72B & S Electric Supply Co. Inc.35.483
73Keystone Electrical Manufacturing Co.35.200
74Howard Stirk Holdings35.000
75Rickman Enterprise Group L.L.C.34.000
76Golden Krust Franchising Inc.‡‡ 32.702
77Brodie Contractors Inc.31.000
78TAG Holdings L.L.C.30.874
79JMA Solutions L.L.C.30.000
80TW Constructors L.L.C.28.900
81New England Greens L.L.C.‡‡‡24.300
82ChaseSource L.P.23.000
83Signature Packaging and Paper L.L.C.21.658
84Logistics Systems Inc.21.384
85DigiFlight Inc.20.970
86
TD4 Electrical L.L.C.
20.213
87Premier Management Corp.20.000
88Networking Technologies + Support17.279
89Bithgroup Technologies15.000
89Black Enterprise15.000
89Banneker Ventures L.L.C.15.000
92BCT Partners L.L.C.13.650
93Aire Sheet Metal Inc.12.100
94Mosaic Global Transportation Inc.11.474
95Skyline Industries LLC8.000
96Nursez R us 7.000
97The Roberts Cos.6.800
98Sudu Logistics Inc.5.800
99Cerulean Global Services L.L.C.5.000
100Castle Black Construction4.700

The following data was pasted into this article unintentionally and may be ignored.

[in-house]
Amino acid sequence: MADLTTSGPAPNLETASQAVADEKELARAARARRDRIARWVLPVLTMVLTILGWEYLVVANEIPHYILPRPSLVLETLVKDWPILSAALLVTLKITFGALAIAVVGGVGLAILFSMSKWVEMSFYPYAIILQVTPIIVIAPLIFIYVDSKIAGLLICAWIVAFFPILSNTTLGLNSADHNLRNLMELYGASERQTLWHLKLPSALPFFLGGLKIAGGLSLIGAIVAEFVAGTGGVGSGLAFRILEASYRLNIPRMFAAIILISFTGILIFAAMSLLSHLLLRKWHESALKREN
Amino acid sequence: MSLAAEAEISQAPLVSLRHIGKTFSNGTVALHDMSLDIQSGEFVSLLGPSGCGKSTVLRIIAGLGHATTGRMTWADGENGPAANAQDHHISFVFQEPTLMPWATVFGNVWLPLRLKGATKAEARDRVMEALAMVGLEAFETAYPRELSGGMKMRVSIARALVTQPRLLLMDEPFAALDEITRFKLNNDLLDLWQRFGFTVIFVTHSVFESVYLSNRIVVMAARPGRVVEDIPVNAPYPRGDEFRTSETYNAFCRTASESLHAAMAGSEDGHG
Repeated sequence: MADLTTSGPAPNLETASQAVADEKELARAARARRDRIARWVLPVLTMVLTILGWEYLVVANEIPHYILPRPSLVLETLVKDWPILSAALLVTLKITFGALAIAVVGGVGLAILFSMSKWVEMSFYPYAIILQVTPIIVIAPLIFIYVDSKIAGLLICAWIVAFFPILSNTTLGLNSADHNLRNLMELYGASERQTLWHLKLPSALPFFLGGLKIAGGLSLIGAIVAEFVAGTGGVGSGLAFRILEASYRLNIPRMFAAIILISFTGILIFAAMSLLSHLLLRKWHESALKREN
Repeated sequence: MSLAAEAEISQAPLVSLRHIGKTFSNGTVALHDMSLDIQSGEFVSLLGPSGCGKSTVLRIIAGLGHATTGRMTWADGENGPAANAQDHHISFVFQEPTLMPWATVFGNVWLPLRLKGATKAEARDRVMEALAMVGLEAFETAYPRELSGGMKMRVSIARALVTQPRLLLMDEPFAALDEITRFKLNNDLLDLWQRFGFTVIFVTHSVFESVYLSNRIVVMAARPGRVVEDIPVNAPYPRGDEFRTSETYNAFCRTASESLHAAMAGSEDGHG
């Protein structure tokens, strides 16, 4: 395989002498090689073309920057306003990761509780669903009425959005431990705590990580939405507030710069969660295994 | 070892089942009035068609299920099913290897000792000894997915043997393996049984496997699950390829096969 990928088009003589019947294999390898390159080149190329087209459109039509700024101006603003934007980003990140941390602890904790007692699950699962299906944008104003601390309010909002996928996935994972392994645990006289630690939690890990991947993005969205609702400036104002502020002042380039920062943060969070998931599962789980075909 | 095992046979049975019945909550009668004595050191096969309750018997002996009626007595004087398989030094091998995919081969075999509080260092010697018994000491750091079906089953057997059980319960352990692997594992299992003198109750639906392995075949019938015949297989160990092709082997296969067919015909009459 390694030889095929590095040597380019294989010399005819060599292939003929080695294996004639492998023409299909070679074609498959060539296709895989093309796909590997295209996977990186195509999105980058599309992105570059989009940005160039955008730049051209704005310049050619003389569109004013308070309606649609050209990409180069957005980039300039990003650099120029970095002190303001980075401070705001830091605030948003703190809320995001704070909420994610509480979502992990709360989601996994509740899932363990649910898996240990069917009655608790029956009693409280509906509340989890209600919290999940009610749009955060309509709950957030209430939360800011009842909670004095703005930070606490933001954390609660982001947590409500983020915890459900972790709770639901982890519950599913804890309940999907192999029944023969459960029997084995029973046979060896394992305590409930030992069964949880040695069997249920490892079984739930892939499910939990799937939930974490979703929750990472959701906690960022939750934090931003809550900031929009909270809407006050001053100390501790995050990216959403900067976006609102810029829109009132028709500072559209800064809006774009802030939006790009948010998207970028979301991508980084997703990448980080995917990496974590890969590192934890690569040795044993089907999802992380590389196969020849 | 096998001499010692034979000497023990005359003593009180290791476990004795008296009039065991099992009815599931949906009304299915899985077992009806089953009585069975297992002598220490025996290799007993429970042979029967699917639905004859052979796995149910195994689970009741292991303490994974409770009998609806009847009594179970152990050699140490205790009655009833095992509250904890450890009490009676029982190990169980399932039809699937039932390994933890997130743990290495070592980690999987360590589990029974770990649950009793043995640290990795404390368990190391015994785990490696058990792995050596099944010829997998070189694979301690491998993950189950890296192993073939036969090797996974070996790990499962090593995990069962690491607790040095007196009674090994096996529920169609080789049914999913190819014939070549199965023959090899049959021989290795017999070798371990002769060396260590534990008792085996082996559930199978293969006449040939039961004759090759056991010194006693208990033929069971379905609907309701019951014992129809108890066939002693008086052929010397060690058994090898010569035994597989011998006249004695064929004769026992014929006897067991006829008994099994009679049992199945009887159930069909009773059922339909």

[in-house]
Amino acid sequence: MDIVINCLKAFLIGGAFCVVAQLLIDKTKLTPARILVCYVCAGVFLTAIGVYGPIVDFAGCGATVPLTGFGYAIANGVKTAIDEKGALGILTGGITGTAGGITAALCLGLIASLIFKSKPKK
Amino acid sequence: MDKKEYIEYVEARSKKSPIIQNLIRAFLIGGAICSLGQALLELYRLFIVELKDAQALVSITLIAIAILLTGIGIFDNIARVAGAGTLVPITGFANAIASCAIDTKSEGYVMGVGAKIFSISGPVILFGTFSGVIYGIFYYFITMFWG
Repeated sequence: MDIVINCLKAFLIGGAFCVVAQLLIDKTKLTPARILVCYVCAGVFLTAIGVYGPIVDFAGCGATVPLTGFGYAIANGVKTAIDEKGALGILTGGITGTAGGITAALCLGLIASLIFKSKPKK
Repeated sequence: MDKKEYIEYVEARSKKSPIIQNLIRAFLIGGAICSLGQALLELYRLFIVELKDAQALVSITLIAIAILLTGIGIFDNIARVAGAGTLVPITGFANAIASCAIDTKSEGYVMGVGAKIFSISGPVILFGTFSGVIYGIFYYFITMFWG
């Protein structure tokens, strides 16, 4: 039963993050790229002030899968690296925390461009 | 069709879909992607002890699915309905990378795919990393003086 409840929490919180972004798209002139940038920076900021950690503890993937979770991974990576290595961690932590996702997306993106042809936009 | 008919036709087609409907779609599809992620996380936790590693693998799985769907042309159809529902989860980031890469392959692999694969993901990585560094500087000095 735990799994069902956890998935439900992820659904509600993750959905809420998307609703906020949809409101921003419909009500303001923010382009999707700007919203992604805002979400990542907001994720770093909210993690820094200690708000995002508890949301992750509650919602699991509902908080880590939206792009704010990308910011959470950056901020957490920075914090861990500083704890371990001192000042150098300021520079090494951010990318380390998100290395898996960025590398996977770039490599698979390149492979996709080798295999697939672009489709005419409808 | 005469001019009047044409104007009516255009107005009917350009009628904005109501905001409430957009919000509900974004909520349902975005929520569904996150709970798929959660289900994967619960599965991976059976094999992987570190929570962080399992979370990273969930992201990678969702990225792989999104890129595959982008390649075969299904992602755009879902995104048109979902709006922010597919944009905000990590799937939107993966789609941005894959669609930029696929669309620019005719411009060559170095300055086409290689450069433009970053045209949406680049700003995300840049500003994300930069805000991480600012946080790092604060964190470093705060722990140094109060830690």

READ MORE AT: https://www.blackenterprise.com/be100s/top100/

The Storied History of the Black Press: ‘The Pillars of Black America’s Struggle for Justice’

By Stacy M. Brown, NNPA Newswire Correspondent, @StacyBrownMedia

Since the founding of the Black Press 192 years ago, African American-owned newspapers have served their communities in ways that no other publications have.

Historically, these publications have operated on “shoe-string” budgets, are usually understaffed, and also face other severe limitations. Yet, the Black Press always has maintained its mission as the voice of Black America.

That tradition has held true through many transitions and has continued during the 79-year history of the National Newspaper Publishers Association (NNPA). The NNPA is the trade organization representing America’s Black-owned newspapers and media companies. The organization’s members serve millions of readers that rely on the Black Press to provide content not regularly found in other media.

For many, the Black Press is just as essential to the culture of the community as the Black church.